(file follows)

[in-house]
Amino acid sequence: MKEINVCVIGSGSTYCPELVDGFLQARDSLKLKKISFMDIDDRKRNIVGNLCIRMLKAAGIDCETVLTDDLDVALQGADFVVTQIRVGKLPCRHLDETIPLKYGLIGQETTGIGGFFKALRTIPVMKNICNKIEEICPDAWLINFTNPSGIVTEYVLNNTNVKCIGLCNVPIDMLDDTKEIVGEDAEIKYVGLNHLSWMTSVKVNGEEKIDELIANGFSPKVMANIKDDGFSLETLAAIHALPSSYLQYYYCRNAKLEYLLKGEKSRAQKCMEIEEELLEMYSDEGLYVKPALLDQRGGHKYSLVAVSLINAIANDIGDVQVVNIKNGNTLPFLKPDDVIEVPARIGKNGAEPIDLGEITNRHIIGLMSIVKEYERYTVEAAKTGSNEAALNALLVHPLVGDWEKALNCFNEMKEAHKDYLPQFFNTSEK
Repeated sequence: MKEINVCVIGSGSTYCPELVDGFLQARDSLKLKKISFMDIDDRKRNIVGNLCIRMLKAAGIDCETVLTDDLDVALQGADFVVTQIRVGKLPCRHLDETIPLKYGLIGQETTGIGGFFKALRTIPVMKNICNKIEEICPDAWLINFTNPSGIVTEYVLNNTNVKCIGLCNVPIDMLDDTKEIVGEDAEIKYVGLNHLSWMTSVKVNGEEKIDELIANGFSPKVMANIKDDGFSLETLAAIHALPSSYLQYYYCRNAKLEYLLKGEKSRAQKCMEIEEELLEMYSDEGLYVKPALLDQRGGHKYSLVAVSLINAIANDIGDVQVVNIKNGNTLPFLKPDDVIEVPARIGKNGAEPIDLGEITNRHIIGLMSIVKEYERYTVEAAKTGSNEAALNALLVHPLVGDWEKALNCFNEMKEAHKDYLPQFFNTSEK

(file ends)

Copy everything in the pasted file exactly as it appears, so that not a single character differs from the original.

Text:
[in-house]
Amino acid sequence: MKEINVCVIGSGSTYCPELVDGFLQARDSLKLKKISFMDIDDRKRNIVGNLCIRMLKAAGIDCETVLTDDLDVALQGADFVVTQIRVGKLPCRHLDETIPLKYGLIGQETTGIGGFFKALRTIPVMKNICNKIEEICPDAWLINFTNPSGIVTEYVLNNTNVKCIGLCNVPIDMLDDTKEIVGEDAEIKYVGLNHLSWMTSVKVNGEEKIDELIANGFSPKVMANIKDDGFSLETLAAIHALPSSYLQYYYCRNAKLEYLLKGEKSRAQKCMEIEEELLEMYSDEGLYVKPALLDQRGGHKYSLVAVSLINAIANDIGDVQVVNIKNGNTLPFLKPDDVIEVPARIGKNGAEPIDLGEITNRHIIGLMSIVKEYERYTVEAAKTGSNEAALNALLVHPLVGDWEKALNCFNEMKEAHKDYLPQFFNTSEK
Repeated sequence: MKEINVCVIGSGSTYCPELVDGFLQARDSLKLKKISFMDIDDRKRNIVGNLCIRMLKAAGIDCETVLTDDLDVALQGADFVVTQIRVGKLPCRHLDETIPLKYGLIGQETTGIGGFFKALRTIPVMKNICNKIEEICPDAWLINFTNPSGIVTEYVLNNTNVKCIGLCNVPIDMLDDTKEIVGEDAEIKYVGLNHLSWMTSVKVNGEEKIDELIANGFSPKVMANIKDDGFSLETLAAIHALPSSYLQYYYCRNAKLEYLLKGEKSRAQKCMEIEEELLEMYSDEGLYVKPALLDQRGGHKYSLVAVSLINAIANDIGDVQVVNIKNGNTLPFLKPDDVIEVPARIGKNGAEPIDLGEITNRHIIGLMSIVKEYERYTVEAAKTGSNEAALNALLVHPLVGDWEKALNCFNEMKEAHKDYLPQFFNTSEK